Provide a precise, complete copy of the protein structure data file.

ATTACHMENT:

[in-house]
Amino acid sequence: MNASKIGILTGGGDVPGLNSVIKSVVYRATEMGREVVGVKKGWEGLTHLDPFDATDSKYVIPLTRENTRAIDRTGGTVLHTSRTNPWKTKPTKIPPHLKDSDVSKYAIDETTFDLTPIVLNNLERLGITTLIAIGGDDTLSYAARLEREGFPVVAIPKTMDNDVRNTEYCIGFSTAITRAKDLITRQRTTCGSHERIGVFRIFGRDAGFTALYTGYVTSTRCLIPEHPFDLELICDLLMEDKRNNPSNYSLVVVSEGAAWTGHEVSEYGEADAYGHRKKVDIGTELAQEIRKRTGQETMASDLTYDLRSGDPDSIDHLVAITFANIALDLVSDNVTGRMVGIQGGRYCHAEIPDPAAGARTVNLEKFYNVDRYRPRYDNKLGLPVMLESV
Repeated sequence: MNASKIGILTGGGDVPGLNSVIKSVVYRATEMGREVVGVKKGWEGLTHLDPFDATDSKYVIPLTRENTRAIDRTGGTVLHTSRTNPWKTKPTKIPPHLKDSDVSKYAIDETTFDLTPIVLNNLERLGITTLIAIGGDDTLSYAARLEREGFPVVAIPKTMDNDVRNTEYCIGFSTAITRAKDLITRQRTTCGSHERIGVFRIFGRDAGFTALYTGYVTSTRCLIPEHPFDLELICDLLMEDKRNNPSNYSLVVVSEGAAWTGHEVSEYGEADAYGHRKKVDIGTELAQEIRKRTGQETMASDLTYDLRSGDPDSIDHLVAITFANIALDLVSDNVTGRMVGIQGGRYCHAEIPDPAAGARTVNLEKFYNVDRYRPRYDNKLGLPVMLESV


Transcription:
[in-house]
Amino acid sequence: MNASKIGILTGGGDVPGLNSVIKSVVYRATEMGREVVGVKKGWEGLTHLDPFDATDSKYVIPLTRENTRAIDRTGGTVLHTSRTNPWKTKPTKIPPHLKDSDVSKYAIDETTFDLTPIVLNNLERLGITTLIAIGGDDTLSYAARLEREGFPVVAIPKTMDNDVRNTEYCIGFSTAITRAKDLITRQRTTCGSHERIGVFRIFGRDAGFTALYTGYVTSTRCLIPEHPFDLELICDLLMEDKRNNPSNYSLVVVSEGAAWTGHEVSEYGEADAYGHRKKVDIGTELAQEIRKRTGQETMASDLTYDLRSGDPDSIDHLVAITFANIALDLVSDNVTGRMVGIQGGRYCHAEIPDPAAGARTVNLEKFYNVDRYRPRYDNKLGLPVMLESV
Repeated sequence: MNASKIGILTGGGDVPGLNSVIKSVVYRATEMGREVVGVKKGWEGLTHLDPFDATDSKYVIPLTRENTRAIDRTGGTVLHTSRTNPWKTKPTKIPPHLKDSDVSKYAIDETTFDLTPIVLNNLERLGITTLIAIGGDDTLSYAARLEREGFPVVAIPKTMDNDVRNTEYCIGFSTAITRAKDLITRQRTTCGSHERIGVFRIFGRDAGFTALYTGYVTSTRCLIPEHPFDLELICDLLMEDKRNNPSNYSLVVVSEGAAWTGHEVSEYGEADAYGHRKKVDIGTELAQEIRKRTGQETMASDLTYDLRSGDPDSIDHLVAITFANIALDLVSDNVTGRMVGIQGGRYCHAEIPDPAAGARTVNLEKFYNVDRYRPRYDNKLGLPVMLESV